Of these five stories, "Off the Hook" is the only one where Ed started and I finished; in these other cases, the first draft was mine, which is why I took the lead in submitting.

I expect Ed will bring a fresh perspective; I think some of these stories have some real potential, especially "Uncle Gumball Saves the World".

"Off the Hook" I recall as a picture perfect collaboration; Ed had a good central idea; I took a look, saw things he didn't, and slapped it all into shape. It's one of the stories I'm the most proud of.

Sunday, September 06, 2009

Good news

Looks like I've finally recovered from that pinched nerve in my left hand. Adding plain aspirin to the anti-inflammatory drug I was taking seemed to have done the trick. My left forefinger feels almost normal - doesn't hurt any more, and I have almost 100 percent mobility back.

Being a two-finger typist didn't help the problem, and also - well, you've heard the expression about sticking out like a sore thumb? While the finger was numb, it got banged and jammed a few times because of being out of alignment with the other fingers. Something as simple as grabbing the steering wheel of the car became painful when you smash your finger into the wheel as the rest of your hand glides by.

I was able to keep up with work at the office, but I haven't done any writing at home recently.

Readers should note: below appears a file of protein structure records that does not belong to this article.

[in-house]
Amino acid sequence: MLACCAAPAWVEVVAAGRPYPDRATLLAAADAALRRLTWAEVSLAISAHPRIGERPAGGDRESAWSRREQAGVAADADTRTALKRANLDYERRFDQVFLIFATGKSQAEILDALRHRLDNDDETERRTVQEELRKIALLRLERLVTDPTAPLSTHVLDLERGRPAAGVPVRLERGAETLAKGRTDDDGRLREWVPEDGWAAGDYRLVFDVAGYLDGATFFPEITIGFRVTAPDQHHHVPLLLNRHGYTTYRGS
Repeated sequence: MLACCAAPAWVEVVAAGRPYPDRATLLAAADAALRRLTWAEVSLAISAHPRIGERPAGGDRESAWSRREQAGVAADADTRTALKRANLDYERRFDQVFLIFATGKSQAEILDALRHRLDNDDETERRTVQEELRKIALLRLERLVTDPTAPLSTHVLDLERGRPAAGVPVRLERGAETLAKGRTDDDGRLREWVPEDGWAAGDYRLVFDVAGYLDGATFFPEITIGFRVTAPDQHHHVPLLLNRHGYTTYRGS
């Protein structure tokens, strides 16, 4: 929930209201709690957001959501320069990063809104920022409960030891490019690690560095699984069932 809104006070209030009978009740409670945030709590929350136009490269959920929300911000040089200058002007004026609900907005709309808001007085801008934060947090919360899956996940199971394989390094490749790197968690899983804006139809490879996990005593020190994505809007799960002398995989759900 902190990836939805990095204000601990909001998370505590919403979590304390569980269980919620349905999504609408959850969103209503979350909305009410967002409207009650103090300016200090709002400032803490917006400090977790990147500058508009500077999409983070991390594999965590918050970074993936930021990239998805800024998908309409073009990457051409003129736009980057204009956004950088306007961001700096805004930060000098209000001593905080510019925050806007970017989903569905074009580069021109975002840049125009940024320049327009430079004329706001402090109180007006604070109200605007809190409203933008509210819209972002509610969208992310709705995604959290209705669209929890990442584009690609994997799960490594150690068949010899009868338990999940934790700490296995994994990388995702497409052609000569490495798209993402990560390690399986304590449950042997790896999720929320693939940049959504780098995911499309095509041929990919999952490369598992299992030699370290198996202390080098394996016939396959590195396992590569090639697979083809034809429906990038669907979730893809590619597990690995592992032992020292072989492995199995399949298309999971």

I have to work some Monday to get a paper out on the streets, but the office is closed for business and we'll go home as soon as the presses roll, so I'll have most of the day off.

Thursday, September 03, 2009

Slow recovery

Still slowly recovering from aggravating the carpal tunnel. No writing going on. I'm wondering whether I suffered permanent nerve damage to my left index finger.

Latest reviews

"It’s possible that you haven’t run into the stories of Lou Antonelli. Since 2003, he’s been publishing delightful short tales of alternate history all over the nooks and crannies of the SF world. Thanks to Fantastic Books, we now have 28 of these little gems in one place. "Many of Antonelli’s stories have an unexpected twist ending. And many of them are what he calls “secret history” stories, which aren’t exactly alternate history—they’re set in our familiar history, but there’s always some element that contemporary observers missed. " -